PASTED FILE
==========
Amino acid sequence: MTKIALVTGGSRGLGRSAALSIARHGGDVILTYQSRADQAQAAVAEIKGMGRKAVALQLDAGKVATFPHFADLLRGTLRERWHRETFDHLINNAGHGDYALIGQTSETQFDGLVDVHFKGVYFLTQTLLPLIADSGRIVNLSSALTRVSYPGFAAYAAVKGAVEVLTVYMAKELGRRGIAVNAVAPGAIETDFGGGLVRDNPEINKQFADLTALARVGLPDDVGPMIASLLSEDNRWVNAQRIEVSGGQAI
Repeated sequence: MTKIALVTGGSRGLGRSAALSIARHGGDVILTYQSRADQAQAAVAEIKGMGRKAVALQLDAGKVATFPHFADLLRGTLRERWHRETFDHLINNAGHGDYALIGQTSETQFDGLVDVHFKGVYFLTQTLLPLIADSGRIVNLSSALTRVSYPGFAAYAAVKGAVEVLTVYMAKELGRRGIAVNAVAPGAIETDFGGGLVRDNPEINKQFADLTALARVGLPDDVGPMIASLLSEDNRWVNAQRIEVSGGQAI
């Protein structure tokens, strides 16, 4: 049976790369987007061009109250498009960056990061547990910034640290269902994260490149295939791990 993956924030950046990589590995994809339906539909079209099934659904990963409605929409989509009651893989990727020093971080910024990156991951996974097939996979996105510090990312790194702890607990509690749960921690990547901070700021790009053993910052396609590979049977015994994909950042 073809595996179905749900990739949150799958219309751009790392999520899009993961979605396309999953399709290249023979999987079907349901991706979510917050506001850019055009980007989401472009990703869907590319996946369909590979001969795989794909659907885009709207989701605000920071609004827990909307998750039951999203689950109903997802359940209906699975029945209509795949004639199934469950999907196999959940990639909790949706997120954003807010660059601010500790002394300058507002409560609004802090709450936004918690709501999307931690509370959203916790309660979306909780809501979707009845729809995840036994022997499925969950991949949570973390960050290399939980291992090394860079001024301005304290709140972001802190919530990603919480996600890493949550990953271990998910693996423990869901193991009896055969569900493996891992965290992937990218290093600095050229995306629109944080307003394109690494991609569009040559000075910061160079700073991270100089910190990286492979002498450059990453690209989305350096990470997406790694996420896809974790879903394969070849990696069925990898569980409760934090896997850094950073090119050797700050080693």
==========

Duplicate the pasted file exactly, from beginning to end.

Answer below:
Amino acid sequence: MTKIALVTGGSRGLGRSAALSIARHGGDVILTYQSRADQAQAAVAEIKGMGRKAVALQLDAGKVATFPHFADLLRGTLRERWHRETFDHLINNAGHGDYALIGQTSETQFDGLVDVHFKGVYFLTQTLLPLIADSGRIVNLSSALTRVSYPGFAAYAAVKGAVEVLTVYMAKELGRRGIAVNAVAPGAIETDFGGGLVRDNPEINKQFADLTALARVGLPDDVGPMIASLLSEDNRWVNAQRIEVSGGQAI
Repeated sequence: MTKIALVTGGSRGLGRSAALSIARHGGDVILTYQSRADQAQAAVAEIKGMGRKAVALQLDAGKVATFPHFADLLRGTLRERWHRETFDHLINNAGHGDYALIGQTSETQFDGLVDVHFKGVYFLTQTLLPLIADSGRIVNLSSALTRVSYPGFAAYAAVKGAVEVLTVYMAKELGRRGIAVNAVAPGAIETDFGGGLVRDNPEINKQFADLTALARVGLPDDVGPMIASLLSEDNRWVNAQRIEVSGGQAI
């Protein structure tokens, strides 16, 4: 049976790369987007061009109250498009960056990061547990910034640290269902994260490149295939791990 993956924030950046990589590995994809339906539909079209099934659904990963409605929409989509009651893989990727020093971080910024990156991951996974097939996979996105510090990312790194702890607990509690749960921690990547901070700021790009053993910052396609590979049977015994994909950042 073809595996179905749900990739949150799958219309751009790392999520899009993961979605396309999953399709290249023979999987079907349901991706979510917050506001850019055009980007989401472009990703869907590319996946369909590979001969795989794909659907885009709207989701605000920071609004827990909307998750039951999203689950109903997802359940209906699975029945209509795949004639199934469950999907196999959940990639909790949706997120954003807010660059601010500790002394300058507002409560609004802090709450936004918690709501999307931690509370959203916790309660979306909780809501979707009845729809995840036994022997499925969950991949949570973390960050290399939980291992090394860079001024301005304290709140972001802190919530990603919480996600890493949550990953271990998910693996423990869901193991009896055969569900493996891992965290992937990218290093600095050229995306629109944080307003394109690494991609569009040559000075910061160079700073991270100089910190990286492979002498450059990453690209989305350096990470997406790694996420896809974790879903394969070849990696069925990898569980409760934090896997850094950073090119050797700050080693």